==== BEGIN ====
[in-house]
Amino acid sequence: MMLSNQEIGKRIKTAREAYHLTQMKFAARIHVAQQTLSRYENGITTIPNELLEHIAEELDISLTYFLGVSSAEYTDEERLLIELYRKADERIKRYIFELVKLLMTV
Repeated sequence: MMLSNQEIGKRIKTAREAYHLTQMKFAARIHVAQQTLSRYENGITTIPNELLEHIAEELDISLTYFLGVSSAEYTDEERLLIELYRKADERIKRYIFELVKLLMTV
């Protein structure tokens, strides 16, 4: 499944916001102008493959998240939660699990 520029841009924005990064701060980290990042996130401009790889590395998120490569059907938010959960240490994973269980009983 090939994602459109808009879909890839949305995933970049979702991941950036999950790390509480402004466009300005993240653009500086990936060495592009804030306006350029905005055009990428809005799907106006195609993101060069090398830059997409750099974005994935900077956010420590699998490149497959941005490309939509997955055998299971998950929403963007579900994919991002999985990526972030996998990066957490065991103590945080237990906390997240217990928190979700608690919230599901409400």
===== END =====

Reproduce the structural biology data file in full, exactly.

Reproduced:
[in-house]
Amino acid sequence: MMLSNQEIGKRIKTAREAYHLTQMKFAARIHVAQQTLSRYENGITTIPNELLEHIAEELDISLTYFLGVSSAEYTDEERLLIELYRKADERIKRYIFELVKLLMTV
Repeated sequence: MMLSNQEIGKRIKTAREAYHLTQMKFAARIHVAQQTLSRYENGITTIPNELLEHIAEELDISLTYFLGVSSAEYTDEERLLIELYRKADERIKRYIFELVKLLMTV
């Protein structure tokens, strides 16, 4: 499944916001102008493959998240939660699990 520029841009924005990064701060980290990042996130401009790889590395998120490569059907938010959960240490994973269980009983 090939994602459109808009879909890839949305995933970049979702991941950036999950790390509480402004466009300005993240653009500086990936060495592009804030306006350029905005055009990428809005799907106006195609993101060069090398830059997409750099974005994935900077956010420590699998490149497959941005490309939509997955055998299971998950929403963007579900994919991002999985990526972030996998990066957490065991103590945080237990906390997240217990928190979700608690919230599901409400």